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Blair’s Iraq WMD admission: did he mislead Parliament?

Tony Blair’s confession that he would have taken Britain to war in Iraq even if he had known Saddam Hussein had no ­weapons of mass destruction leaves him more vulnerable to legal action, a leading international lawyer warned yesterday.

Professor Philippe Sands QC, director of the Centre of International Courts and Tribunals at University College London, and a member of Cherie Blair’s Matrix law chambers, said the former prime minister’s admission that he would have deployed “different arguments” besides the weapons to justify the war and the removal of Saddam, means “he fixed on the policy first and then found the justification”.

Prof Sands, who claims Mr Blair and the former US president George Bush violated international law in the 2003 invasion, said: “The fact that the policy was fixed by Tony Blair irrespective of the facts on the ground, and irrespective of the legality, will now expose him more rather than less to legal difficulties.”

Mr Blair had, until an interview with the BBC to be broadcast today, maintained he waited until almost the eve of the March 2003 invasion before making a final decision to commit British forces to war in Iraq. Only weeks before the invasion, he stated that if Saddam handed over his stock of WMD, there would be no war. ­Critics of the war’s legality, such as Prof Sands, now believe Mr Blair can no longer sustain this assurance.

Hans Blix, who headed the UN inspection team prior to the invasion, said there was a “lack of sincerity” in Mr Blair’s statement.

Mr Blix said the war was “sold” on the issue of WMD, which were not found after the invasion.

He said: “Now we hear it was only a question of deployment of arguments. It sounds a bit like a fig leaf was held up and if that didn’t work they’d put another fig leaf there.”

One of the immediate legal problems for Mr Blair will include his appearance before the Iraq Inquiry early next year.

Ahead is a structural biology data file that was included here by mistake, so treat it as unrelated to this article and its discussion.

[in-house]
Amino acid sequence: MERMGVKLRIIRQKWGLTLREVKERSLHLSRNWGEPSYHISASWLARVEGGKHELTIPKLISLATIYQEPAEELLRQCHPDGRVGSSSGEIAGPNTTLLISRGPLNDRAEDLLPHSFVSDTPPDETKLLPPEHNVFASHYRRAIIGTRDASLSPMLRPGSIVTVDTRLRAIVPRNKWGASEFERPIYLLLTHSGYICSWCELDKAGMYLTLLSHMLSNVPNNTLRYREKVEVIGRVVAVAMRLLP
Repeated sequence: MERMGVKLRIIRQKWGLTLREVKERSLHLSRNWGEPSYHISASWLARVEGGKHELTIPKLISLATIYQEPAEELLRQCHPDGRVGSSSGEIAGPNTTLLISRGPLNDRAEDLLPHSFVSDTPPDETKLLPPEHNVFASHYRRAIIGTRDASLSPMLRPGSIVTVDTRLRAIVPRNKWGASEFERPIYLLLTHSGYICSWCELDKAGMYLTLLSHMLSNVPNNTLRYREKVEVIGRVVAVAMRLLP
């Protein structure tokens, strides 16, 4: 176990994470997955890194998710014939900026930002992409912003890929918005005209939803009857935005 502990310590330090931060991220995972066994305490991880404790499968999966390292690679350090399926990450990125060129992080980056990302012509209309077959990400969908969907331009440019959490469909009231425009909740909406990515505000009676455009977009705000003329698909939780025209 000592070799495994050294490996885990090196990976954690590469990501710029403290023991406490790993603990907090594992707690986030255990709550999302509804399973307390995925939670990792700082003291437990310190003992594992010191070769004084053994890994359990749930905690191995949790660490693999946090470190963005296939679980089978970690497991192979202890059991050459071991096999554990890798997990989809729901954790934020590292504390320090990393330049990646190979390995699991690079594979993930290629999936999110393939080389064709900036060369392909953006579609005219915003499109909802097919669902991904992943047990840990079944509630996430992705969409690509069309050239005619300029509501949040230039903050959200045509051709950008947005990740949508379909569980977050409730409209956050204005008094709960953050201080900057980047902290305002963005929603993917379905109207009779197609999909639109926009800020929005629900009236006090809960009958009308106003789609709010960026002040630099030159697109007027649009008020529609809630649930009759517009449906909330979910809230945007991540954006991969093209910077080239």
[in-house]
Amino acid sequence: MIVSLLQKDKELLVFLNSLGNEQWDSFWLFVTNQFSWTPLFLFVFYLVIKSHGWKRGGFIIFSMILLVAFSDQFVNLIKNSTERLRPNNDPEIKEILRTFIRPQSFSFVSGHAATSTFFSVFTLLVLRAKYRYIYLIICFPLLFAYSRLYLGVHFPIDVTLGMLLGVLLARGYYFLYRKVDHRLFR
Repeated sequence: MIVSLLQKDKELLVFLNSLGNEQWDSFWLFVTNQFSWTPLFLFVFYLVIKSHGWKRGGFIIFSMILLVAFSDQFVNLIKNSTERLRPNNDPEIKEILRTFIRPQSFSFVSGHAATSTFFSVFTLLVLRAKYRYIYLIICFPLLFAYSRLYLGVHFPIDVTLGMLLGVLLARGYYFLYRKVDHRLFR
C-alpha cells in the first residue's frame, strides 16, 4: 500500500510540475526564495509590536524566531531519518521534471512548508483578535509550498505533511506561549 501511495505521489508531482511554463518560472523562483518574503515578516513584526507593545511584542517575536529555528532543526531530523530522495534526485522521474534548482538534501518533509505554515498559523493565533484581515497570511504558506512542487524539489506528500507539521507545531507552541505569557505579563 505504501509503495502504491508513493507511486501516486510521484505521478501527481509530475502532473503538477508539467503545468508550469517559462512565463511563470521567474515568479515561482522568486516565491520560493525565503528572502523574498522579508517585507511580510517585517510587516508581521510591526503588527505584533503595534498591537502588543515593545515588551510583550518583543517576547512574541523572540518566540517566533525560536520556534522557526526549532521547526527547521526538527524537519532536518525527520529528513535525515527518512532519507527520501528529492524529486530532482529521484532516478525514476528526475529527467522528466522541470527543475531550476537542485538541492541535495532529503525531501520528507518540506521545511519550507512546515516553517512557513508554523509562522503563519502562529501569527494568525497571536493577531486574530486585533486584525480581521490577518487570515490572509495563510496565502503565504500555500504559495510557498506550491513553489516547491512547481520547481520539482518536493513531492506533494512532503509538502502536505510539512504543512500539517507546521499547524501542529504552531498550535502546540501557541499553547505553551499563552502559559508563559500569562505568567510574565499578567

The inquiry team headed by Sir John Chilcott already has a number of legal documents about the war which have not been disclosed in the public sessions.

Among them is a letter from the then attorney general, Lord Goldsmith, sent in July 2002 to Mr Blair, informing him that deposing Saddam Hussein by force would breach international law.

At that time Mr Blair had already held private discussions with George Bush on “regime change” in Iraq.

Goldsmith’s written advice is believed to point out that military intervention on the grounds of self defence did not apply as the UK was under no imminent threat from Iraq; that humanitarian intervention was irrelevant; and that earlier United Nations resolutions on Saddam did not hold a legal authority beyond the UN itself.

Lord Goldsmith continued to question the legality of the invasion throughout 2002 and early 2003. This eventually led Number 10, close to the invasion date, to seek backing from the international law professor at the London School of Economics, Christopher Greenwood, one of the only lawyers in the UK who felt long-standing UN resolutions against Iraq made invasion legal.

Only a few members of Mr Blair’s so-called war cabinet are said to have known of Goldsmith’s doubts.

However Mr Blair’s confession to the BBC’s Fern Britton – where he says “I would still have thought it right to remove him. Obviously you would have had to use and deploy different arguments, about the nature of the threat” – means his concern for international law effectively played no part in his decision to send UK forces against Saddam.

For Mr Blair’s critics, there is suspicion that he understands the importance the Goldsmith letter now holds, and how much it can damage his reputation. Prof Sands, however, believes Mr Blair may only have increased the difficulties he faces in front of the inquiry and beyond, by choosing to effectively confess now.

Had Mr Blair been as dismissive about the importance he gave to WMD in the Commons during the pre-invasion debate on Iraq, many MPs now doubt the government would have won. Had he lost, Mr Blair has privately told his closest colleagues he would have immediately resigned as prime minister.

Sir Menzies Campbell said that Mr Blair would not have obtained the support of parliament for the war if he had been so open about his views on the right of regime change.

He added: “I have no doubt whatsoever that if Blair had told his cabinet what he’s saying now, he would have found it difficult to keep all of them.”

Angus Robertson, leader of the SNP in Westminster, said Mr Blair was trying to “rewrite history” ahead of appearing before the Iraq Inquiry.

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